It’s a great line, but it has to be delivered just right. It is accompanied by a rolling of the eyes or a slow shaking of the head. It does some very good things when it is done right and I’d like to explore some of those today.
In the senior center where I live, I see couples celebrating their 50th or 60th wedding anniversaries.  There are some bad relationships among these long-lived marriages, of course, but there are some surprisingly good ones, too.
In the good ones, more often than not, the woman shepherds the relationship. She characterizes the relationship as a relationship of a certain kind; she seeks out and maintains the social settings where her own marriage can be well received. Her husband is, in these marriages, more of a bit player. There are things he is good at. She sees to it that he has a chance to do those things, that he is well received, and that the cost of these small performances is kept within the tolerance of the people they are with.
It is in the context of a marriage like this that I hear lines like, “I can’t take him anywhere.” It is a line delivered with mock resignation. That is why the expression “take him” works. She wouldn’t say it of a husband who is not, for any of several reasons, socially presentable. She would be running the risk that the line would be taken seriously. She would not say it of a husband with whom she is currently and visibly at odds for the same reason.
With the proper inflection and body language, “I can’t take him anywhere” is fully compatible with “I am grateful that he still takes me places I want to go.” If the line were taken seriously, the relationship is either one in which she takes him places or he takes her places. Delivered with mock despair, as I most often hear it, it doesn’t imply either of those and the potential contradiction just sits there for anyone to use.
It is a line with a message. The message is tacit, but it is there. It is, “Whatever he just did or said is not to be taken seriously.” If it was a lapse, it was a characteristic lapse. It was the kind of lapse we laugh about in our marriage and we invite you to laugh about it as well.
I remember so well an early dinnertime conversation with such a couple. He said something like, “ I want to tell the story of my time in Texas.” She said, “Dear, you just told that story. He responded, “Well, I want to tell it again.”
At this point, I was thinking, “Oh dear. How is this going to work out.” It worked out great. She reached out and touched his arm and said, “Well it’s a really good story. You just tell it again.” And she looked over at us, away from him, and winked. She included us in the charade and assured us that the cost would be low. And it was.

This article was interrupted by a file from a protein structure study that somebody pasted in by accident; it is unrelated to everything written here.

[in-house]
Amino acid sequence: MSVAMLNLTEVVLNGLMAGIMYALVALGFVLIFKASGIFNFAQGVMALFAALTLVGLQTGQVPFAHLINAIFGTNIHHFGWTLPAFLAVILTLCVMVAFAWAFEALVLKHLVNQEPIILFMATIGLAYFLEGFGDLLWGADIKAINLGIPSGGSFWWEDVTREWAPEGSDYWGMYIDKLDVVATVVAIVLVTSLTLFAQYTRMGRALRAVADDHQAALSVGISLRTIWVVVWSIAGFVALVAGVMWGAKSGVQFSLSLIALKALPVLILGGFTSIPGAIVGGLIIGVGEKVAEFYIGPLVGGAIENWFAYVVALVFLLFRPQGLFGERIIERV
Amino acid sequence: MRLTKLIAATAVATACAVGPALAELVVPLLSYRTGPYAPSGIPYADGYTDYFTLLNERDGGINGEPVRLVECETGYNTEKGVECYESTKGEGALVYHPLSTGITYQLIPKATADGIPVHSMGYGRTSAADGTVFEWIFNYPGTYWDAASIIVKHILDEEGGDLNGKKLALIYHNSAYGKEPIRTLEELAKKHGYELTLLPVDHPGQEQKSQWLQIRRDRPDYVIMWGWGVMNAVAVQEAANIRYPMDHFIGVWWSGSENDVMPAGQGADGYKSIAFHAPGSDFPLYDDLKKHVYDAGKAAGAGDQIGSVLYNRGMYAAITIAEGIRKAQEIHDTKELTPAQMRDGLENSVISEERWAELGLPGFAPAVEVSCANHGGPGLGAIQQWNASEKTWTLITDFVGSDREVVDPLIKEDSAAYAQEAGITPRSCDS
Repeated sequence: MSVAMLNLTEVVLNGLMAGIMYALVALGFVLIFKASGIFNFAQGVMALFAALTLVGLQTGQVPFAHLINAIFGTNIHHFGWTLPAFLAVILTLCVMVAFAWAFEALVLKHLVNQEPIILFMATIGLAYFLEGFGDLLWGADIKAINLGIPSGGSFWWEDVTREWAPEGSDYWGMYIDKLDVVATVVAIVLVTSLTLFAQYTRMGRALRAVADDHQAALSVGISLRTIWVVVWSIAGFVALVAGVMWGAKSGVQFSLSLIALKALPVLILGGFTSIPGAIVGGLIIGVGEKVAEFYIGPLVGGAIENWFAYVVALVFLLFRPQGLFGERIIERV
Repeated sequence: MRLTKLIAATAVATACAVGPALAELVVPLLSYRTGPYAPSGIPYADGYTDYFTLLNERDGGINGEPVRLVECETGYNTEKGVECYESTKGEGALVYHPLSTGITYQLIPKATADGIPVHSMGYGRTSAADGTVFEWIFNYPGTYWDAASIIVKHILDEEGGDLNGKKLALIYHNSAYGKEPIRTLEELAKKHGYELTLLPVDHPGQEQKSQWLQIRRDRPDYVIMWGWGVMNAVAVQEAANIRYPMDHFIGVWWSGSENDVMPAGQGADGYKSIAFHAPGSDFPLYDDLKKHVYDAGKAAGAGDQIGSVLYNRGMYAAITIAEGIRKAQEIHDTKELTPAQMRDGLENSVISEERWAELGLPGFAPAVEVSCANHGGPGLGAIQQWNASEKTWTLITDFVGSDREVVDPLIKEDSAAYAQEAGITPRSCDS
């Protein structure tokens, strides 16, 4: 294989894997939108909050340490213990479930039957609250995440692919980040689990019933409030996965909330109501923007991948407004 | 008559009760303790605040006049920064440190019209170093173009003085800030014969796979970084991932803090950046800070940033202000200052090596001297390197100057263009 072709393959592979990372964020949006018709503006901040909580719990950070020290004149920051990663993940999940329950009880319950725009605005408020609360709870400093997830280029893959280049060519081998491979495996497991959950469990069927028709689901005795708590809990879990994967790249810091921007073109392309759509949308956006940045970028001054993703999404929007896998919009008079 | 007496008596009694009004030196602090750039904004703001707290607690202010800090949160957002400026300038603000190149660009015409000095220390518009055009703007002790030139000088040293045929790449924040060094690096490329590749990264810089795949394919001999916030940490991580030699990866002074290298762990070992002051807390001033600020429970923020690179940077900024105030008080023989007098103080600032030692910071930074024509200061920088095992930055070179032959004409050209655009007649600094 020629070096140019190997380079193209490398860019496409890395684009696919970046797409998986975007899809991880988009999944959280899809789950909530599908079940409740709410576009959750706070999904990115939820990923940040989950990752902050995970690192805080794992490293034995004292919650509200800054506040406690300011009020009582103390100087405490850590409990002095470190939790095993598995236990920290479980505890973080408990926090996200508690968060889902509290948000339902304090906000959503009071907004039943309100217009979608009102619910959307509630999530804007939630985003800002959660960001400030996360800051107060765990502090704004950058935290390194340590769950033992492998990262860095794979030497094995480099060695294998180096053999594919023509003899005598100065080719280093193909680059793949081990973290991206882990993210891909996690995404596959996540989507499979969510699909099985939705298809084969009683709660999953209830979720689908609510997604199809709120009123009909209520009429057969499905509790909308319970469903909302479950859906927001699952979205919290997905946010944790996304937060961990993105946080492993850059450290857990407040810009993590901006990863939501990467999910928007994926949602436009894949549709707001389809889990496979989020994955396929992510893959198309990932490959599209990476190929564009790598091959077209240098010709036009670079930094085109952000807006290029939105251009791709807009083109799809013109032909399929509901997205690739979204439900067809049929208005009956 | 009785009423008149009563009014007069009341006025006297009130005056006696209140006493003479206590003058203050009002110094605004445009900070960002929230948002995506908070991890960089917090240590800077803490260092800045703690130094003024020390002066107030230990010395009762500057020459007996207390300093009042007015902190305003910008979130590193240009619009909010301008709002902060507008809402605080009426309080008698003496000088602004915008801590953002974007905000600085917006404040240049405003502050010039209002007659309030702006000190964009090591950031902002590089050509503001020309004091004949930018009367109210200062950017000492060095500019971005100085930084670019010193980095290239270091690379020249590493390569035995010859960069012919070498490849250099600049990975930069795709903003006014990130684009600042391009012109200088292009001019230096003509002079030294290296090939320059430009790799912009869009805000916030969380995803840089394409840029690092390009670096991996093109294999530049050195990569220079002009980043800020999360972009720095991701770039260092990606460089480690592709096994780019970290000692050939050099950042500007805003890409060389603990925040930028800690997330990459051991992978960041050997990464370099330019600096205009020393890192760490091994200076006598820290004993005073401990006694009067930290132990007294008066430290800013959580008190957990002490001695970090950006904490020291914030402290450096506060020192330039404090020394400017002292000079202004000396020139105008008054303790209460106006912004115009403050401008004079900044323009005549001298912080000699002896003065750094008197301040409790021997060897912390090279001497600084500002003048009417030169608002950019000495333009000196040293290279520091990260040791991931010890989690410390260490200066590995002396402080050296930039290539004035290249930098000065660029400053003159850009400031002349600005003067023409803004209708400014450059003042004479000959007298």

The kind of recognition implicit in the line I am examining—or in the equivalent, “ Oh..George!”—has the effect of placing the lapse in the intermediate zone. It is not ignored. That would leave the others without guidance as to how to understand it. It is not seriously deplored. That would call attention to the statement or action rather than to the man himself and to his status in the relationship. It would give the others a problem to solve.
Notice that the structure of the sentence, “I can’t take him anywhere” imagines a continuing series of actions. She “takes him” places and she is going to continue to “take him” places. That is given in the tense of the verb, “take.” The clear implication is that the woman, in her capacity, at least, as the shepherd of the relationship, either likes what the man just did or has learned to bear it with good grace. The remark invites her current company to treat it the same way.
As oblique as this might seem on her part, it is much better than ignoring what he just did. Ignoring it doesn’t give the others any clues about how or whether to respond to it. For people who will be think “Did he just say what I think he said?” the wife’s response establishes that he did but that it isn’t a major flaw. So “I can’t take him anywhere” acknowledges that something has been said or done, that she takes it in good humor, and that she invites others to do the same.
In some of these relationships, I suspect that it has been the husband who has done the shepherding over much of the course of the marriage. It is clear, however, that as a rule, men’s abilities recede faster. I see that a lot although, of course, my abilities are receding faster than Bette’s. The shepherding of the relationship that he once did is now being done by her. And the best ones are really something to see.
 I’ve been married 58 years myself, but I have spread the burden out over three different women. Always the gentleman.